benefits of exercise

  1. Physical activity slashes disease risk

    How perching on your posterior could kill you

    Here's some news you don't want to read sitting down -- because if you spend too much time parked in a seat with little to no physical activity, you're facing big-time health risks.

    It doesn't matter if you have a perfect weight.

    It doesn't matter if you're healthy by every mainstream measure.

    It doesn't even matter if you exercise every day and have regular physical activity -- because if you're spending hours at a time sitting, you're altering your metabolism in ways that could hurt or even kill you.

    I've warned you about these risks before, and now two new studies confirm them.

    Men, if you sit for five hours a day or more, your risk of heart failure shoots up by more than a third, according to one of the studies. And if you have low overall levels of physical activity, your risk of heart failure skyrockets by 52 percent.

    And ladies, if you spend 11 hours or more sitting, your risk of death jumps across the board. The biggest increase is in your risk of death from heart disease, which climbs by 27 percent. But all that sitting can also boost your risk of death from cancer by 21 percent, cardiovascular disease by 13 percent and all causes by 12 percent, according to the second new study.

    Don't count on a little exercise to bail you out. Both studies find that if you're spending most of the day sitting, the physical activity won't matter. In fact, your risks are identical to those of someone who sits all day and doesn't get exercise.

    This doesn't mean exercise is useless. It means that exercise simply can't undo the damage of hours and hours of sitting -- so along with getting that regular exercise, be sure to get up and get moving throughout the day.

    One way to do that is to buy a timer and set it for 20 minutes (you can also use the timer feature on your phone). Every time it goes off, get up and get moving. You don't have to do pushups or jumping jacks, just a walk around the block or even pacing across the room will help break up the sitting.

    Yes, if you're at a desk job, getting that regular movement may look a little like you have a nervous habit. But given what's at stake here, maybe everyone should be a little nervous about sitting.

  2. Exercise beats drugs for heart & stroke patients

    Better than drugs for heart disease

    Survive a stroke or a heart attack, and you'll leave the hospital with enough pills to stock a CVS pharmacy.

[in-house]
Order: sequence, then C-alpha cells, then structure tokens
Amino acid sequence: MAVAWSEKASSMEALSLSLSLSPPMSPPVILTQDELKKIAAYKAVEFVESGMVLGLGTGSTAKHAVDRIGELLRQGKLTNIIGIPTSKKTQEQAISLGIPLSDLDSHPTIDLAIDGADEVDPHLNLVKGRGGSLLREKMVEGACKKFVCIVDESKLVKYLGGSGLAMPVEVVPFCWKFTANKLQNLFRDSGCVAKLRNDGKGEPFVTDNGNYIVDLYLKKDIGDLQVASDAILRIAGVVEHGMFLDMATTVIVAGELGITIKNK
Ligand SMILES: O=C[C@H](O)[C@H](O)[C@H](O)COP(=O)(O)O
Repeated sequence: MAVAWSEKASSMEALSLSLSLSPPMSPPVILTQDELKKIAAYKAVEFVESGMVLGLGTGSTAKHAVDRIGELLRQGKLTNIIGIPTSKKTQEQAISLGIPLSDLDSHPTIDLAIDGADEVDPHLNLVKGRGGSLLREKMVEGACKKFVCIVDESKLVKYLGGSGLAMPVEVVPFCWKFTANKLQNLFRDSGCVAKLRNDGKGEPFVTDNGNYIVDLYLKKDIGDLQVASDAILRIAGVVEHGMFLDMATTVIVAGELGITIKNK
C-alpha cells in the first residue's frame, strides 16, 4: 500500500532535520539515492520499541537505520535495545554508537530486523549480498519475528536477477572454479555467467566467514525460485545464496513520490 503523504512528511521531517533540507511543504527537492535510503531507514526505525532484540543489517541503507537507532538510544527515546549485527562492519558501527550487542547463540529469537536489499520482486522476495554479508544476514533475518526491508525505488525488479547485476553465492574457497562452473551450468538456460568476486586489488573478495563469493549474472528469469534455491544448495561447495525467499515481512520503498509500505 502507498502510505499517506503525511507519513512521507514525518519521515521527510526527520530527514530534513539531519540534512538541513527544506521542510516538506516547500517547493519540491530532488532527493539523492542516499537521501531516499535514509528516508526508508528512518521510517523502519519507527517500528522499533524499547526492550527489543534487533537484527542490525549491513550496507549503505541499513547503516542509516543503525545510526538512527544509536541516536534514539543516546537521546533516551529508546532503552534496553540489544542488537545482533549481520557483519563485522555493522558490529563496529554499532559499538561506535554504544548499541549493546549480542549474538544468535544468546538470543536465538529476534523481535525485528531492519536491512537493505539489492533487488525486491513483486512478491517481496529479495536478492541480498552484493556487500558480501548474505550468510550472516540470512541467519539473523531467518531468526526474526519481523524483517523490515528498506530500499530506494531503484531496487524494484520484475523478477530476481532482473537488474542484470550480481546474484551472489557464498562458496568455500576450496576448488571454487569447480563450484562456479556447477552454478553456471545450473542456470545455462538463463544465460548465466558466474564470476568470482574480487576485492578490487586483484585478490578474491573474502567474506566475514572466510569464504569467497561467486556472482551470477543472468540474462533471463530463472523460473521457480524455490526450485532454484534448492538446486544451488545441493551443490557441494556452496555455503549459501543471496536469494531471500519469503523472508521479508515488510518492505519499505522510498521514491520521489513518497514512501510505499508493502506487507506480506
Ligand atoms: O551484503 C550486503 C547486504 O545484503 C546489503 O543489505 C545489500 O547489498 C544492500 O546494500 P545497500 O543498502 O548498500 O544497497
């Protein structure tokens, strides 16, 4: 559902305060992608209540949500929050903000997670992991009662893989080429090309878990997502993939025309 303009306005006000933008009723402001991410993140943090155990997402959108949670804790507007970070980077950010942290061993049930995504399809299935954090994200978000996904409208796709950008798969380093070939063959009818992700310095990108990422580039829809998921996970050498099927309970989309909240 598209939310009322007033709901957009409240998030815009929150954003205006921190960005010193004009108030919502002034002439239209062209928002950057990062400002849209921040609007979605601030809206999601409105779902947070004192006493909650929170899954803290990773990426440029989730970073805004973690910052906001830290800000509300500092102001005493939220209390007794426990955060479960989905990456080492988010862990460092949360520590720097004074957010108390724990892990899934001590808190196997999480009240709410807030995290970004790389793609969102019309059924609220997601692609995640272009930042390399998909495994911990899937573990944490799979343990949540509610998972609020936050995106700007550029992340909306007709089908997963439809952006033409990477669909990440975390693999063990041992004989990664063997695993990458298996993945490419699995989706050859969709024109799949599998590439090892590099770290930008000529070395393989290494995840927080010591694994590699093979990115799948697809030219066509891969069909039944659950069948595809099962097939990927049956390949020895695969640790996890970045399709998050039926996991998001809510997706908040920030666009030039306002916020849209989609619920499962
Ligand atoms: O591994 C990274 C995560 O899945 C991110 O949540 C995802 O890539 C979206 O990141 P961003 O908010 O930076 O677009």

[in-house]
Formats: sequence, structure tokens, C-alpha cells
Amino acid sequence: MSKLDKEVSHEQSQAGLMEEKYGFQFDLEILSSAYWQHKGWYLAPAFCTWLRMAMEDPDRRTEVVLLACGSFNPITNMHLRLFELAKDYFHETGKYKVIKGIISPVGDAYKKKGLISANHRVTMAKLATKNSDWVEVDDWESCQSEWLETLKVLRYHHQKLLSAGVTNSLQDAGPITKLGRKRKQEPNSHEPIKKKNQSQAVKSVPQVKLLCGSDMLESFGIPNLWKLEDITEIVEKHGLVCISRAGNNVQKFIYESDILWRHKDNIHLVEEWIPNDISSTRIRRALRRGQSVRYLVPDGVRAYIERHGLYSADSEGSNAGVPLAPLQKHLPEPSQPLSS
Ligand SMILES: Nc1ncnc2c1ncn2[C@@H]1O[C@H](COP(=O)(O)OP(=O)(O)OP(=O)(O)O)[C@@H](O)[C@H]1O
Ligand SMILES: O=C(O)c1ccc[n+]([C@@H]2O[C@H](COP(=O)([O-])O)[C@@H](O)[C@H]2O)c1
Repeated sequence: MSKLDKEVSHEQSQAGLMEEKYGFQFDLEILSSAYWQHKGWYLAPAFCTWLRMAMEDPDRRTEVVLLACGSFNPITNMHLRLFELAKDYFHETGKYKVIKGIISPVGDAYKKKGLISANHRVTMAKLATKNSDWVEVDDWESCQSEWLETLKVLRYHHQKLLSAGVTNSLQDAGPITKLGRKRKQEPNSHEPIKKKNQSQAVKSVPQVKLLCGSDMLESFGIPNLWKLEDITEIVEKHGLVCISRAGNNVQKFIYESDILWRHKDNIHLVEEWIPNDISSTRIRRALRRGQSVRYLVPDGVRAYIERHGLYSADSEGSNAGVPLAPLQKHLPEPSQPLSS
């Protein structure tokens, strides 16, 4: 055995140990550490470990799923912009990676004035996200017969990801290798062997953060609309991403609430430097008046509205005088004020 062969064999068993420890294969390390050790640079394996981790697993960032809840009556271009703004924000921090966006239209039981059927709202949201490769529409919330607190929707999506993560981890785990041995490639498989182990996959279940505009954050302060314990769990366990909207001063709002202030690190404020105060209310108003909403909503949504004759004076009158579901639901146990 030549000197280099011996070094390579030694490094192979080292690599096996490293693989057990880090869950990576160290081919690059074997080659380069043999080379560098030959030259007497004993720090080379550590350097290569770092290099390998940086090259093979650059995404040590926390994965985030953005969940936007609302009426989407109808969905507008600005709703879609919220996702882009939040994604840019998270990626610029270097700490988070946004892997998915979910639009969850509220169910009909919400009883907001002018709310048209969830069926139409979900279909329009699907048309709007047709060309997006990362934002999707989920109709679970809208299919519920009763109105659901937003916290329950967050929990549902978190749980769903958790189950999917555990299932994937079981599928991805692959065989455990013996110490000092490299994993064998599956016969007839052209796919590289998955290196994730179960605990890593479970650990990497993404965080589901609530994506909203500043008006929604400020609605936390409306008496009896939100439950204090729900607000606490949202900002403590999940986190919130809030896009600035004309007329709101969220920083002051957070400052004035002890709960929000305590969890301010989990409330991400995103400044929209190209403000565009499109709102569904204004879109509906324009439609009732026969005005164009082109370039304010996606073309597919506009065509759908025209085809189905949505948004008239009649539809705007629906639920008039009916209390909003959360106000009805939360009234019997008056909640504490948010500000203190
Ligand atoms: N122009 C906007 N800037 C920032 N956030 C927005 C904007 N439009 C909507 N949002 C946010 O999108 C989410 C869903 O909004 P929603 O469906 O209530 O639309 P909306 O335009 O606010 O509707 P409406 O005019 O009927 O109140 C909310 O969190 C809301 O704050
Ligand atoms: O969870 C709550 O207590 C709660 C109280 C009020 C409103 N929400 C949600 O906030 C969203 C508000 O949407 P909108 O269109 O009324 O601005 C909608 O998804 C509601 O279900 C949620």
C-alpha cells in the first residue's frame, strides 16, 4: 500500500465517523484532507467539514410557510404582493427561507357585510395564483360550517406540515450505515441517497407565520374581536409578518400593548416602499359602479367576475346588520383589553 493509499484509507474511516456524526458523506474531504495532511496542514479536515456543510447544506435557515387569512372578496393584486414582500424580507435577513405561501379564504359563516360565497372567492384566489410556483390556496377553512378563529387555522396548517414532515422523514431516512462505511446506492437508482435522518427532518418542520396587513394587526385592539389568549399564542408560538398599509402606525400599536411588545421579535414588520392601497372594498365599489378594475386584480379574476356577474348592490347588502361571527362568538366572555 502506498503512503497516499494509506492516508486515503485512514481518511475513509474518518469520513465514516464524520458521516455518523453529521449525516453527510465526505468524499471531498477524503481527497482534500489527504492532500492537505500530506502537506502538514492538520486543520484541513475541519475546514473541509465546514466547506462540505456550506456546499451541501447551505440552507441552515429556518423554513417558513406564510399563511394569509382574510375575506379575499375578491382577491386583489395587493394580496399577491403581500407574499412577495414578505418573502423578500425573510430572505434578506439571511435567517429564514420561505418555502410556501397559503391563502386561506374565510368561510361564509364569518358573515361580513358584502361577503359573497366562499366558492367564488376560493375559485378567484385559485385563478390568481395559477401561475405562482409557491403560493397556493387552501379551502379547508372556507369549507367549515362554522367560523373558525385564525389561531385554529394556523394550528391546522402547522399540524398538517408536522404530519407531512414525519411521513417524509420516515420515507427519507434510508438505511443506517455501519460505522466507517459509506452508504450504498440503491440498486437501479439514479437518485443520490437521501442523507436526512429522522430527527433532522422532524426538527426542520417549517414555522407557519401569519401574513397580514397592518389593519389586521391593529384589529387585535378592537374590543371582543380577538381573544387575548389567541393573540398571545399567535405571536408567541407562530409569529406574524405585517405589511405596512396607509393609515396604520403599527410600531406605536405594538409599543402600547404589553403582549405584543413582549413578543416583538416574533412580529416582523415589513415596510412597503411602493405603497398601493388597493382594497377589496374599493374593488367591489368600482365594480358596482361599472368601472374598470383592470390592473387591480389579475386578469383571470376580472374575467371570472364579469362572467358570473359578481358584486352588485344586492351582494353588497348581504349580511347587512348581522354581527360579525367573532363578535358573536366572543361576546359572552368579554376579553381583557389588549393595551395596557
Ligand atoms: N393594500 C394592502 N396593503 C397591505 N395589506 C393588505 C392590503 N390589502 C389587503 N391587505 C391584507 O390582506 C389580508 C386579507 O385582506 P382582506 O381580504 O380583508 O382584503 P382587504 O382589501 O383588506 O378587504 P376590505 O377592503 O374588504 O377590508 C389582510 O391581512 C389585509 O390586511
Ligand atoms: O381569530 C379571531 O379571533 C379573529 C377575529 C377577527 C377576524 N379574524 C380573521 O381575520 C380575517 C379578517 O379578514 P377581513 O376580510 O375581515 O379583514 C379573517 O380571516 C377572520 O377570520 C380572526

But there's something you can do that's every bit as good as those meds, maybe even better -- something far more effective at preventing a second heart attack and stroke.

    And your own doctor probably won't even tell you about it.

    It's having an exercise routine.

    Sure, he'll mention exercise -- but he won't emphasize it, and he'll tell you it's something to do in addition to taking your meds.

    What he won't tell you is that having some form of exercise routine can actually take the place of those meds.

    But it's true, and one new look at more than 300 studies that compared drugs to an exercise routine finds that exercise ties or wins nearly every time. When it comes to diabetes and heart disease, for example, exercise is as effective as drugs at extending life.

    And if you've suffered a stroke, getting into an exercise routine is actually better than meds.

    The only time drugs win is in heart failure patients, where diuretics are more effective than exercise -- but I think this is the exception, not because exercise doesn't work.

    It's because the heart failure itself can make it difficult to get the exercise you need.

    If you've suffered heart failure, work with your doctor on a safe routine program your heart can handle -- and if you do need a diuretic, ask about natural alternatives to prescription meds.

    And for all other conditions, there's a reason your doctor is loathe to mention exercise as an alternative to drugs: He assumes you're not going to follow through on your workout program.

    And, let's face facts here, in most cases it's a pretty safe assumption.

    But you can be the exception and get the movement you need for good health -- because it's a lot easier than you think. Just find something you love that keeps you moving. Do it three or four times a week, and there's your exercise routine -- no gym memberships, sports equipment or fancy workout clothes necessary.

    And as always, don't quit any meds without speaking to your doctor first.

  3. Benefits of music help the heart

    Want a better workout? Turn on some music -- because music can increase the benefits of exercise, according to new research.
  4. Exercise can slash risk factors for stroke

    One of the best ways to reduce your risk of stroke is with exercise -- and new research confirms that moderate movement can decrease your risk by a fifth.
  5. Exercise helps when dealing with stress

    Exercise can kick off a reaction in the brain that can help fight stress -- even later on, when you're not exercising, according to a new study.
  6. The right workout regimen

    Part of getting exercise is getting the right amount -- and sometimes, that means starting out light and working your way up.
  7. When it comes to exercise, less is more

    Everyone should make sure they get moving during the day -- but no one needs to turn into a treadmill-racing workout fiend to get the benefits of exercise.

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